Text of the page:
Dehydrated human amnion/chorion membrane (dHACM) is a dehydrated human allograft comprised of laminated amnion and chorion membranes derived from donated human placentas according to the American Association of Tissue Banks (AATB) standards and is considered a tissue product under Section 361 of the Public Health Service Act. PURION processed dHACM has been shown to retain the growth factors in natural amniotic membrane including PDGF-AA, PDGF-BB, bFGF, TGF-β1, EGF, VEGF, and PlGF [22]. In addition to growth factors, cytokines including anti-inflammatory interleukins (IL-1ra, IL-4, and IL-10) and the TIMPs (TIMP-1, TIMP-2, and TIMP-4) which help regulate the matrix metalloproteinase (MMP) activity are also present in dHACM [22].

Our primary objective was to evaluate the use of dehydrated human amnion/chorion membrane (dHACM) allograft (AmnioFix, MiMedx, Marietta, GA) and the formation of soft tissue scarring in the epidural space, in patients having transforaminal lumbar interbody lumbar fusion (TLIF) with posterior instrumentation and subsequent reexploration with instrumentation removal. Secondary outcomes included intraoperative and postoperative complications related to dHACM and patient outcomes relative to disability, pain, and functional health.

2. Methods

2.1. Study Population

The study design, protocol, and consent forms (clinical trial number: NCT01357187) were approved by the local Institutional Review Board (HCA Reston Hospital, Reston, Virginia). All participants gave full informed consent to participate in the study. Patients were eligible to receive dHACM implantation if they had no history of previous spinal surgery and were scheduled for transforaminal lumbar interbody fusion (TLIF) with posterior instrumentation. Included were those patients that underwent a secondary surgery to remove the posterior segmental instrumentation and required exploration of the appropriate nerve roots after having achieved solid bony fusion.

2.2. Surgical Procedures
2.2.1. Transforaminal Lumbar Interbody Fusion (TLIF)

Patients underwent standard TLIF with posterior pedicle screw fixation. After the insertion of the interbody fusion device, bone graft material, and posterior stabilization devices, the dHACM (AmnioFix, MiMedx, Marietta, GA) was oriented with the appropriate side up, cut to fit the dura exposed by the decompression, and placed in the epidural space. Meticulous hemostasis was achieved and a hemovac drain placed prior to routine closure.

2.2.2. Instrumentation Removal

After radiological studies had been performed to document adequate fusion, as evidenced by bridging bone within the interbody space and adjacent intertransverse region, the patient was scheduled for instrumentation removal with exploration of the epidural space. After exposure, the hardware was removed and the pedicles reconstructed with crushed cancellous allograft. The ease of dissection/extent of adhesions in the epidural space was determined by the surgeon and a piece of tissue adjacent to the epidural space was sent for histopathologic analysis.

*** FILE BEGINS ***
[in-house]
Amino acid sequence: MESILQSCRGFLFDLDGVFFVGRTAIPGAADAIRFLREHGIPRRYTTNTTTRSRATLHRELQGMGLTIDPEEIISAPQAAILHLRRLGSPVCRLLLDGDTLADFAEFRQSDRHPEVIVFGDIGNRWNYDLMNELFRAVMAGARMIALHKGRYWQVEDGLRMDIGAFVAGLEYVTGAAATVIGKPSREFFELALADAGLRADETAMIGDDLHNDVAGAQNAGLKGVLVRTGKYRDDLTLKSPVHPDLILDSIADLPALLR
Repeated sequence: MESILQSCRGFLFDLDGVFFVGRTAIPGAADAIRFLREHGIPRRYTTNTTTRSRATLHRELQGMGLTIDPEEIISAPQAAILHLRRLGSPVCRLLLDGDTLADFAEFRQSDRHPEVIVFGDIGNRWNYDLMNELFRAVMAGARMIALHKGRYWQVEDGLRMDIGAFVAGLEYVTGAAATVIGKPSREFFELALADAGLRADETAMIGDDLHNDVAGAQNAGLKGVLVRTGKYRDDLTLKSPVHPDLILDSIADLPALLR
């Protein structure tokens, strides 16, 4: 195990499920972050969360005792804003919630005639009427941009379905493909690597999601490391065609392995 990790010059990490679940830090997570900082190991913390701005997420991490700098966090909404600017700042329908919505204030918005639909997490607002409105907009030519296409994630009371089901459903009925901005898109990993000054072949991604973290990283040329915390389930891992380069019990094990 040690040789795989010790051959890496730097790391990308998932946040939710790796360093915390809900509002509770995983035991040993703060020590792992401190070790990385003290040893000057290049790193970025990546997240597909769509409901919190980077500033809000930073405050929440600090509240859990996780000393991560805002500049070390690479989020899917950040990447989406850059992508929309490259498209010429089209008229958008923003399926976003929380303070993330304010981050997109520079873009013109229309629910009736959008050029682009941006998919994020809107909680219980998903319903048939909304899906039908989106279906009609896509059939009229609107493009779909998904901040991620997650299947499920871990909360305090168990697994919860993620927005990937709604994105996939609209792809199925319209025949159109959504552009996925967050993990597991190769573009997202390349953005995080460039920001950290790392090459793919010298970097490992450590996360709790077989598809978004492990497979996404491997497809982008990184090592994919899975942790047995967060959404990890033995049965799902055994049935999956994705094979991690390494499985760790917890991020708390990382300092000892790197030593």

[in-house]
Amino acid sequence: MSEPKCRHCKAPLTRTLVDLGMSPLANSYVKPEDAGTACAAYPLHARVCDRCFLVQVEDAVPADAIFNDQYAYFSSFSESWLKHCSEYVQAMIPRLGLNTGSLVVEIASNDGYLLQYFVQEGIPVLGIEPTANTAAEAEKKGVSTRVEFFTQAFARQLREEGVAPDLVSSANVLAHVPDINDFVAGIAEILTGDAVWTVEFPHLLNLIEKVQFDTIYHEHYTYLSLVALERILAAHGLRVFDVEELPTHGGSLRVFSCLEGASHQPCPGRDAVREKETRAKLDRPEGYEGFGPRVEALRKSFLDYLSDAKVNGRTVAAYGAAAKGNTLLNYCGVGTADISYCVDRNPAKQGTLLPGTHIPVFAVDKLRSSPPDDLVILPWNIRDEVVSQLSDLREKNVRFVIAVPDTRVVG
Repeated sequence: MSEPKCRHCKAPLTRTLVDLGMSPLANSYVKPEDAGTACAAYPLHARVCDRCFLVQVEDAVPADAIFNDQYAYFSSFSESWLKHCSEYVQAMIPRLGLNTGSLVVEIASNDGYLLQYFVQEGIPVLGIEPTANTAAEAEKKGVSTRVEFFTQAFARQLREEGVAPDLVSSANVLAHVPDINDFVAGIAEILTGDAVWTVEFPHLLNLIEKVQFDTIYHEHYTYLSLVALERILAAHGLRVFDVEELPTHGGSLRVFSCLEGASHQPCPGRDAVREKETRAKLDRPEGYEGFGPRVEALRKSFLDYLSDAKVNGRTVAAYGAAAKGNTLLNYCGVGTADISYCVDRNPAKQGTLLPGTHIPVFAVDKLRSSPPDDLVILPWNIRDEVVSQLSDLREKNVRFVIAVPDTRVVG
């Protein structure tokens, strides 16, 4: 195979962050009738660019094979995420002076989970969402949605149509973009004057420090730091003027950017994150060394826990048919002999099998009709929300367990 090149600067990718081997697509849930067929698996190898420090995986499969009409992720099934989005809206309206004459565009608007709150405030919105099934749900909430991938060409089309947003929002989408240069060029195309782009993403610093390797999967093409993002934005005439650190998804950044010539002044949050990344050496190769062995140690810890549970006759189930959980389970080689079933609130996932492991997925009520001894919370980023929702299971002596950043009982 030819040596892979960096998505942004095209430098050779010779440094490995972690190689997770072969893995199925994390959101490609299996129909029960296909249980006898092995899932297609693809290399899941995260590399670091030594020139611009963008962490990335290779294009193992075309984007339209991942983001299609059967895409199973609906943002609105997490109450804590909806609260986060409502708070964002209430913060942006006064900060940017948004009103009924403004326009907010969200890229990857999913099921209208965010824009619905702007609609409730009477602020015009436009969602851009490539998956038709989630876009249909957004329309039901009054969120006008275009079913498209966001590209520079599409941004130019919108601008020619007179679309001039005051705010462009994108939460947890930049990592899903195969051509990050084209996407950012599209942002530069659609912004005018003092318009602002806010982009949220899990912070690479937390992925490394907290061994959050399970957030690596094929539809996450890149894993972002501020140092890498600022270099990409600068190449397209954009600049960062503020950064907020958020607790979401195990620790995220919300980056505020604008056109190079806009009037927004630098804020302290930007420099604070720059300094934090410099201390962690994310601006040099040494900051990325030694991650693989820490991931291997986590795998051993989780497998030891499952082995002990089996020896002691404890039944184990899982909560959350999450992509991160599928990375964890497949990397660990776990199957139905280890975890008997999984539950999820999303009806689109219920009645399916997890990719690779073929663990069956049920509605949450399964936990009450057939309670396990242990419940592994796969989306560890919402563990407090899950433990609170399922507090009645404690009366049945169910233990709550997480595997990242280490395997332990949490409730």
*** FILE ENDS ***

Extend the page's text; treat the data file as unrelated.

2.3. Assessment of Scarring

During the instrumentation removal surgery, the spine surgeon assessed the degree of scar formation adjacent to the epidural space using a 4-level scoring system ranging from “no adhesion” to “sharp dissection required” (Table 1).


ScoreDescription

1Separates with no adhesion—applicable tissues can be easily separated from the study site without the use of surgical dissection

2Easily detachable—applicable tissues can be safely separated from the study site with minimal use of blunt surgical instruments to overcome light adhesion

3Dissection required—applicable tissues can be safely separated from the study site while using blunt surgical tools to overcome moderate adhesion

4Sharp dissection required—applicable tissues cannot be separated from the study site without risk of damage as the use of sharp surgical tools is required to overcome tenacious adhesion

2.4. Histological Analysis

During the instrumentation removal surgery, a small sample of the scar tissue adjacent to the epidural space was collected for histological analysis. A 1-cm2 section of the lumbar tissue was removed with a small scalpel blade, clearly marking the surface adjacent to the dura. The tissue sample was treated with H & E staining. The slides were evaluated for the presence and extent of scar tissue (mm of fibrosis and percent of fat infiltration).

2.5. Complications and Patients’ Outcomes

Intraoperative and postoperative complications were recorded. Patients were evaluated at three weeks, three months, six months, and twelve months after the TLIF surgery and again after the instrumentation removal surgery. Patients’ outcomes were collected using standard validated questionnaires including Oswestry Disability Index (ODI), Numerical Rating Pain Scales, and SF-36. The average change in patient outcomes was assessed with repeated-measures analysis (SPSS Inc, Chicago, IL) with alpha = 0.05.

3. Results